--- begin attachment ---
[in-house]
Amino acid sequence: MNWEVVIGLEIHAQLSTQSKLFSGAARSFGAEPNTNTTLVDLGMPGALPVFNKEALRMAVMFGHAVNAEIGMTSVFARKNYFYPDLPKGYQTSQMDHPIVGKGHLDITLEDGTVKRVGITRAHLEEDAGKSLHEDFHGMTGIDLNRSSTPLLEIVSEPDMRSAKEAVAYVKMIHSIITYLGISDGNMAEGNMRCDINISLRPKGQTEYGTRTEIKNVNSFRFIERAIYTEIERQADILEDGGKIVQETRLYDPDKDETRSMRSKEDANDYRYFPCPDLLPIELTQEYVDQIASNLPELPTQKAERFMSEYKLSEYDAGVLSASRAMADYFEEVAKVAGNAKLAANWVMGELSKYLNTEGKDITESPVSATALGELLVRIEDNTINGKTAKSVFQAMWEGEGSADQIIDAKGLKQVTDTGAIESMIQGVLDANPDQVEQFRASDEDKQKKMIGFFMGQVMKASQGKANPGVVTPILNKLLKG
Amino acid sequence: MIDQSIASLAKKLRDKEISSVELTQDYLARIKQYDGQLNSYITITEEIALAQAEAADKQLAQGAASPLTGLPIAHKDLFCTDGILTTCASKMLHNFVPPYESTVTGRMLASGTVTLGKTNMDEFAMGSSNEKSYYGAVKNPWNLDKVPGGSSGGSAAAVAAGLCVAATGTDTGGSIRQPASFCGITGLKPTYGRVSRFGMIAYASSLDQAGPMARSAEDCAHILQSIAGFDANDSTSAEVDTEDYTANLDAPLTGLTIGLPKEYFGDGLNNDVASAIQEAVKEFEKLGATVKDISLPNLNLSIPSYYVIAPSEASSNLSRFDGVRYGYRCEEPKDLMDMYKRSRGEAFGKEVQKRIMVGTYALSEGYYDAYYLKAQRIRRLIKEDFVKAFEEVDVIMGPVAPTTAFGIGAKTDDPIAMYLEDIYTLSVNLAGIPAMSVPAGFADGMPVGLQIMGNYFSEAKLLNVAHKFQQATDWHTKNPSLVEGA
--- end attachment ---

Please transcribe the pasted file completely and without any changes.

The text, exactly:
[in-house]
Amino acid sequence: MNWEVVIGLEIHAQLSTQSKLFSGAARSFGAEPNTNTTLVDLGMPGALPVFNKEALRMAVMFGHAVNAEIGMTSVFARKNYFYPDLPKGYQTSQMDHPIVGKGHLDITLEDGTVKRVGITRAHLEEDAGKSLHEDFHGMTGIDLNRSSTPLLEIVSEPDMRSAKEAVAYVKMIHSIITYLGISDGNMAEGNMRCDINISLRPKGQTEYGTRTEIKNVNSFRFIERAIYTEIERQADILEDGGKIVQETRLYDPDKDETRSMRSKEDANDYRYFPCPDLLPIELTQEYVDQIASNLPELPTQKAERFMSEYKLSEYDAGVLSASRAMADYFEEVAKVAGNAKLAANWVMGELSKYLNTEGKDITESPVSATALGELLVRIEDNTINGKTAKSVFQAMWEGEGSADQIIDAKGLKQVTDTGAIESMIQGVLDANPDQVEQFRASDEDKQKKMIGFFMGQVMKASQGKANPGVVTPILNKLLKG
Amino acid sequence: MIDQSIASLAKKLRDKEISSVELTQDYLARIKQYDGQLNSYITITEEIALAQAEAADKQLAQGAASPLTGLPIAHKDLFCTDGILTTCASKMLHNFVPPYESTVTGRMLASGTVTLGKTNMDEFAMGSSNEKSYYGAVKNPWNLDKVPGGSSGGSAAAVAAGLCVAATGTDTGGSIRQPASFCGITGLKPTYGRVSRFGMIAYASSLDQAGPMARSAEDCAHILQSIAGFDANDSTSAEVDTEDYTANLDAPLTGLTIGLPKEYFGDGLNNDVASAIQEAVKEFEKLGATVKDISLPNLNLSIPSYYVIAPSEASSNLSRFDGVRYGYRCEEPKDLMDMYKRSRGEAFGKEVQKRIMVGTYALSEGYYDAYYLKAQRIRRLIKEDFVKAFEEVDVIMGPVAPTTAFGIGAKTDDPIAMYLEDIYTLSVNLAGIPAMSVPAGFADGMPVGLQIMGNYFSEAKLLNVAHKFQQATDWHTKNPSLVEGA